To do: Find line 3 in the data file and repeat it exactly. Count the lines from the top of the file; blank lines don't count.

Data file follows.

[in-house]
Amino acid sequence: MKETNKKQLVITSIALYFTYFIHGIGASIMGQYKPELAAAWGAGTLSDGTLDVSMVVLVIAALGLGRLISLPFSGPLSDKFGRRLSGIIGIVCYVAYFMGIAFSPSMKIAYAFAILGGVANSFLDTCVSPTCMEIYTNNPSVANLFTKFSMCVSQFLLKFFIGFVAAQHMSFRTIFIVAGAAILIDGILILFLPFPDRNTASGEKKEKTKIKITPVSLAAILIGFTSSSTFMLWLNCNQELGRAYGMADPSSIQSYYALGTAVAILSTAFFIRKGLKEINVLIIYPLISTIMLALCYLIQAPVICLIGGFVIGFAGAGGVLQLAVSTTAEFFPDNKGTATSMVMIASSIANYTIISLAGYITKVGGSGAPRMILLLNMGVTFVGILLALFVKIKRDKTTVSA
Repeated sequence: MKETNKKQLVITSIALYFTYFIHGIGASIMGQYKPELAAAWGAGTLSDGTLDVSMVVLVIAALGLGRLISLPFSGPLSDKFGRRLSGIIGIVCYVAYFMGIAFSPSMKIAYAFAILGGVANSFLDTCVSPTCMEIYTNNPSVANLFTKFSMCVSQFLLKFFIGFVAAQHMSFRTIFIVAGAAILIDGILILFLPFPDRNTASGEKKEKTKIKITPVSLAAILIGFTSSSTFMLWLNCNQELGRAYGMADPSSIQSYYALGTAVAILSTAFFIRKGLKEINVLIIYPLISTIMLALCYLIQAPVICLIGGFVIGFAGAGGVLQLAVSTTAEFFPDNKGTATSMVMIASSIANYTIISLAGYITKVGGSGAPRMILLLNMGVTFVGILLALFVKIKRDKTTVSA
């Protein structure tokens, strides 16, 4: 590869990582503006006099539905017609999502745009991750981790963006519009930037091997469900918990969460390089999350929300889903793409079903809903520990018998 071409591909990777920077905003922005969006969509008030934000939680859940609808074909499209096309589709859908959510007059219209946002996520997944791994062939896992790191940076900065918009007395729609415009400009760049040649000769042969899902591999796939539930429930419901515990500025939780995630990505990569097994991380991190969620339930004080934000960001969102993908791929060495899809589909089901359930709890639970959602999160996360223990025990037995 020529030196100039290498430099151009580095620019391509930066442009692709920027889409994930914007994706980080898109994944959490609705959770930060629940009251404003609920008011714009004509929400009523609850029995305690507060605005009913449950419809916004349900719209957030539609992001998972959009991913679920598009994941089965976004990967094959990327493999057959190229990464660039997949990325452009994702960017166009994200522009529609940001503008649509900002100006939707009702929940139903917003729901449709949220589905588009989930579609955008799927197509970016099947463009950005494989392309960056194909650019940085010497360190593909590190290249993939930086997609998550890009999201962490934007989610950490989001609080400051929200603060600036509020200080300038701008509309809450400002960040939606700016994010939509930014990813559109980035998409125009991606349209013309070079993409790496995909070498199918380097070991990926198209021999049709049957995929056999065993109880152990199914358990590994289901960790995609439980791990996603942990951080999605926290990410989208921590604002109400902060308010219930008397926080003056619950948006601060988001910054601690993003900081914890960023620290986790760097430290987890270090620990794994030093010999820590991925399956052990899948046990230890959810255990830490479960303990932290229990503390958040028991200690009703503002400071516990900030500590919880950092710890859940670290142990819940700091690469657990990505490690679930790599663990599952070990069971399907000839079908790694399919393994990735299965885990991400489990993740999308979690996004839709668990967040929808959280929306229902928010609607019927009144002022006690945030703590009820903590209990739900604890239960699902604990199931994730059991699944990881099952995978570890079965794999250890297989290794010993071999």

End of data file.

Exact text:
Repeated sequence: MKETNKKQLVITSIALYFTYFIHGIGASIMGQYKPELAAAWGAGTLSDGTLDVSMVVLVIAALGLGRLISLPFSGPLSDKFGRRLSGIIGIVCYVAYFMGIAFSPSMKIAYAFAILGGVANSFLDTCVSPTCMEIYTNNPSVANLFTKFSMCVSQFLLKFFIGFVAAQHMSFRTIFIVAGAAILIDGILILFLPFPDRNTASGEKKEKTKIKITPVSLAAILIGFTSSSTFMLWLNCNQELGRAYGMADPSSIQSYYALGTAVAILSTAFFIRKGLKEINVLIIYPLISTIMLALCYLIQAPVICLIGGFVIGFAGAGGVLQLAVSTTAEFFPDNKGTATSMVMIASSIANYTIISLAGYITKVGGSGAPRMILLLNMGVTFVGILLALFVKIKRDKTTVSA